‘Wow. I don’t really know where to get started on this “Jennifer Lawrence wearing a revealing dress in the cold” controversy. This is not only utterly ridiculous, I am extremely offended. That Versace dress was fabulous, you think I’m going to cover that gorgeous dress up with a coat and a scarf? I was outside for 5 minutes. I would have stood in the snow for that dress because I love fashion and that was my choice.
This is sexist, this is ridiculous, this is not feminism. Over- reacting about everything someone says or does, creating controversy over silly innocuous things such as what I choose to wear or not wear, is not moving us forward. It’s creating silly distractions from real issues. Get a grip people. Everything you see me wear is my choice. And if I want to be cold THATS MY CHOICE TOO!’
To Jennifer I say, many of us don’t realise the level of sexism we have internalised. We are conditioned by it, educated in it and live out our lives in it. You wore this dress because of an insidious undercurrent of rules that dictates female Hollywood stars should wear such dresses, full stop, regardless of the expense, the quality, the label, the fashion statement, the weather, or even what the men are wearing. You were expected to dress like this, you knew this and unquestioningly fulfilled that obligation. Where the ongoing problem lies is that you don’t see your behaviour as influenced and that’s where the sadness lies, because every time our daughters see a women, particularly a women proud to hold herself up as a female icon, refuse to acknowledge such an event or puts her well being second, or does something that reinforces the idea that being object of desire/cleaning/childcare is a woman’s primary role, we let them down. In the words of Charles Boudelaire:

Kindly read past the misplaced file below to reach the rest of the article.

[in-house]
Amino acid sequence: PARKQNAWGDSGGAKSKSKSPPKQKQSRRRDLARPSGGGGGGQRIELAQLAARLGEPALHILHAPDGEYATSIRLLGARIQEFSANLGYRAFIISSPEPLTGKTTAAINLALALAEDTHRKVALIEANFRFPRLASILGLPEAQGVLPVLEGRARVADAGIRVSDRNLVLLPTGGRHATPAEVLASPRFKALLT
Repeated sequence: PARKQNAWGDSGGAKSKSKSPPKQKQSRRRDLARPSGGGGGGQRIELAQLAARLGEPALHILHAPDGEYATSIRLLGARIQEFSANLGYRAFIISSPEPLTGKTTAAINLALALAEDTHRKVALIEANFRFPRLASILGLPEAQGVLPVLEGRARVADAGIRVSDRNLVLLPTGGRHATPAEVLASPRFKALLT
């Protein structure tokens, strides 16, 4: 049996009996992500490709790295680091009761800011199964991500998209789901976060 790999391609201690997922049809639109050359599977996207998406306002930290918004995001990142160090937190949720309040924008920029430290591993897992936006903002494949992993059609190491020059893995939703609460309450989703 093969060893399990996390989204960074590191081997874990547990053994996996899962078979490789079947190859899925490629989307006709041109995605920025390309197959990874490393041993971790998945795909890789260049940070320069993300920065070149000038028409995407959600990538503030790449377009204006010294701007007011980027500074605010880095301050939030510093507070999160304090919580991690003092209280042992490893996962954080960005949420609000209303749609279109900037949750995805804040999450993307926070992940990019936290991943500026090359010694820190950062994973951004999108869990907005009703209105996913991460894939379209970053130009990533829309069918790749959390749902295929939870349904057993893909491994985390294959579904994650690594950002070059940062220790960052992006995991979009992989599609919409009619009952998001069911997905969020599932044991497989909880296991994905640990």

The loveliest trick of the devil is to persuade you he doesn’t exist.
Open your eyes. The truth is, there should have been five human beings standing there, not four men and a beautifully packaged piece of tempting meat.
Laters, Kate x
Top prize: Emily Blunt in McQueen. Does everything a great dress should – of particular note are those clever shoulders and beautiful embroidery – not too much, but just enough.
Close second: Hannah Bagshaw with husband, also in McQueen…could there be a theme?
Taylor Hill scores points for vintage Hollywood glamour.
Daisy Ridley: A winner for not taking it too seriously.
Isabelle Huppert in Chloe: Those sleeves and sheer elegance.
Penelope Cruz: For shaking it up.
(All pictures Pinterest)
Anya Taylor Joy in Gucci: Because it shouldn’t work, but it does.
Roll on the Oscars hey. And the odd dead swan.
Laters, Kate x